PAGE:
About 150 million people are chronically infected and at risk of developing liver cirrhosis and/or liver cancer, and more than 350,000 people die from Hepatitis C Virus (HCV) related liver diseases every year, Dr Laith Abu-Raddad said at a community health forum in Doha on 15 May 2013.
Dr Abu-Raddad was addressing the monthly Medicine & U health outreach program at Weill Cornell Medical College in Qatar at Qatar Foundation.
“HCV currently affects about two percent of the world’s population; we will focus our attention on Egypt [tonight], which has the highest HCV prevalence in the world with about 15 percent of its population infected with the virus,” Dr Abu Raddad said.
Hepatitis C virus is a major cause of liver disease and liver cancer. It is usually spread through the sharing of infected needles, receiving infected blood and other exposures to blood or bodily fluids. The World Health Organization (WHO) estimates that every year, three to four million people are newly infected with HCV.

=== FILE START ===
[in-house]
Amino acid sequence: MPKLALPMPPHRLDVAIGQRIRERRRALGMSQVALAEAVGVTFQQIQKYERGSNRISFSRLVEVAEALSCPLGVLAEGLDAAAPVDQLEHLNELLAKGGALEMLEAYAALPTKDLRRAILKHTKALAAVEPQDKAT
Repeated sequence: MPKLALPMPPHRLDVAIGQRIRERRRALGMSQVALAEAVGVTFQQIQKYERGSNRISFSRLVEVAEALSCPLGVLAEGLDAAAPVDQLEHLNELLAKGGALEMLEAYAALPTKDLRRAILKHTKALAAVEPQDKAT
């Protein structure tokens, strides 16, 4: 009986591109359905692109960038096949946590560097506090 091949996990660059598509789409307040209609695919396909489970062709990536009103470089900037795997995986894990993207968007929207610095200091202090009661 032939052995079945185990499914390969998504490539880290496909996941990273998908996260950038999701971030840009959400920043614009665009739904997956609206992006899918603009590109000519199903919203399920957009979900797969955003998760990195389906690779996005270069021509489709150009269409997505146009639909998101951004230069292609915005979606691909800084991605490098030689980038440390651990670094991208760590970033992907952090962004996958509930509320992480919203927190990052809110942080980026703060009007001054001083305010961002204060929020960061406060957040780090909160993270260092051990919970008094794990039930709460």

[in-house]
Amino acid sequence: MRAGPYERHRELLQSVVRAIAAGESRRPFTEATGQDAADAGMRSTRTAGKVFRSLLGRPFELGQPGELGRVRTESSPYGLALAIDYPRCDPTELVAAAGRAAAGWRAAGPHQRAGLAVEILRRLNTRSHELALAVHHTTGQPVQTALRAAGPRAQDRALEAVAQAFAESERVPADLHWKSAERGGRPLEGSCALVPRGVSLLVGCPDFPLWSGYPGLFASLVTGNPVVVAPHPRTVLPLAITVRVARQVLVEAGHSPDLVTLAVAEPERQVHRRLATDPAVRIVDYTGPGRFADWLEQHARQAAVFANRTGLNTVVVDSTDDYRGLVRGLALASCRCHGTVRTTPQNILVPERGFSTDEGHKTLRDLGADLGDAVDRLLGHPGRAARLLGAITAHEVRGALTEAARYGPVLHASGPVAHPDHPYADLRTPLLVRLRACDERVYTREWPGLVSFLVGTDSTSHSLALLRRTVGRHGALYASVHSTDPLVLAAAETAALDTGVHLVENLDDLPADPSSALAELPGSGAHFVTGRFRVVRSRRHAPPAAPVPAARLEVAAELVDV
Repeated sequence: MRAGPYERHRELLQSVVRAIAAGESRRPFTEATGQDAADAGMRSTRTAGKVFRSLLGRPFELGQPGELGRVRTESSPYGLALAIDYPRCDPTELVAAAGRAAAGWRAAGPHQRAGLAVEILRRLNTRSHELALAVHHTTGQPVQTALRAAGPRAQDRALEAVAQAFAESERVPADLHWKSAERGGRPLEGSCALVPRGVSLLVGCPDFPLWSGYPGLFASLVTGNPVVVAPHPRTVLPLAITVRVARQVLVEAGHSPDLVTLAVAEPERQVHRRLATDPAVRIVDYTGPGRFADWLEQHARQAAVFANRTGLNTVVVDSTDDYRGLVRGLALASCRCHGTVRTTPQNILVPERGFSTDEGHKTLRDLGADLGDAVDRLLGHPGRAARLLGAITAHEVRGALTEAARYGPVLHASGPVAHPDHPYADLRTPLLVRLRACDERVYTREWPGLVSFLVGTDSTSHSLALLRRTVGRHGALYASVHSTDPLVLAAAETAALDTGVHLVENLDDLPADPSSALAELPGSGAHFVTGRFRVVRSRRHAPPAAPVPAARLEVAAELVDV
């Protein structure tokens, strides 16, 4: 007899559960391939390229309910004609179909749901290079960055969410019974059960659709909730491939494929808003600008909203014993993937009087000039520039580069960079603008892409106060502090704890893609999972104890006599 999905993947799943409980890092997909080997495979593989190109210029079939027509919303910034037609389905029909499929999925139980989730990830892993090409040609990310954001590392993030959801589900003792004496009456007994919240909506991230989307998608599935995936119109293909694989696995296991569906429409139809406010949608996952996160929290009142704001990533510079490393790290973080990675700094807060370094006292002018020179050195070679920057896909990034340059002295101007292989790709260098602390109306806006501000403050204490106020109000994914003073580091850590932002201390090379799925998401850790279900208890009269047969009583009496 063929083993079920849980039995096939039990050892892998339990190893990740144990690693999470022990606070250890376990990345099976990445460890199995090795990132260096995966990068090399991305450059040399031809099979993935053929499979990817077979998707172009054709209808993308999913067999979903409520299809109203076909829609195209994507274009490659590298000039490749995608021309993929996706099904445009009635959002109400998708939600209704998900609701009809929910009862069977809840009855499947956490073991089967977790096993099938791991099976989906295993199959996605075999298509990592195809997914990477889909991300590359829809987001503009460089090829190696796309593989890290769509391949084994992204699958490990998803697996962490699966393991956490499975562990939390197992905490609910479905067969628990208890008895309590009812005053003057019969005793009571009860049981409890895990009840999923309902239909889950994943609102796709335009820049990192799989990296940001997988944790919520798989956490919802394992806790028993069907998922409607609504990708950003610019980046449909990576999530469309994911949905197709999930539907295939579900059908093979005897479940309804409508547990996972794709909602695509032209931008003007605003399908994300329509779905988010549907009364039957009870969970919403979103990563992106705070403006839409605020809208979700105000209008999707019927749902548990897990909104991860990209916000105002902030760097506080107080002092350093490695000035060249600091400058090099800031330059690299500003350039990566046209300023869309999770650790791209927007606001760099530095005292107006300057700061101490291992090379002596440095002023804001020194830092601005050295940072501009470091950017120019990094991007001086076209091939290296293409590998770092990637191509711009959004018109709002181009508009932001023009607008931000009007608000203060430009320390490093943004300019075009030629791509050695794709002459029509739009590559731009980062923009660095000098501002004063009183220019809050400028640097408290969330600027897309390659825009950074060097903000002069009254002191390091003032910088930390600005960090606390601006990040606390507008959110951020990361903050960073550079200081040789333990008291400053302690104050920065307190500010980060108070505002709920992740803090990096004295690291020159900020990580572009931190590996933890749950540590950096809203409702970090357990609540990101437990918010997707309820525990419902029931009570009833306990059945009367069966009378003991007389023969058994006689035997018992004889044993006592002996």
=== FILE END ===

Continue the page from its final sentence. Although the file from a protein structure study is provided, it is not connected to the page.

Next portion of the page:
“The current situation in Egypt was ironically started as a consequence of health care campaigns conducted from the 1950s to the early 1980s against schistosomiasis (known commonly as bilharzia). Addressing Hepatitis C is one of the largest health challenges faced by this country today, and has strained its resources by dealing with a large pool of about six million chronically infected people.” Dr Abu-Raddad said.
Dr Abu-Raddad described how the HCV epidemic has emerged including the contextual factors surrounding its emergence. Causes of current new infections and the latest advances in scientific research on this epidemic were highlighted and the talk included a discussion of the key priorities in relation to prevention programs and scientific research.
Dr Abu-Raddad is Associate Professor of Public Health, Principal Investigator of the Infectious Disease Epidemiology Group, and the Director of the Biostatistics, Epidemiology and Biomathematics Research Core at WCMC-Q.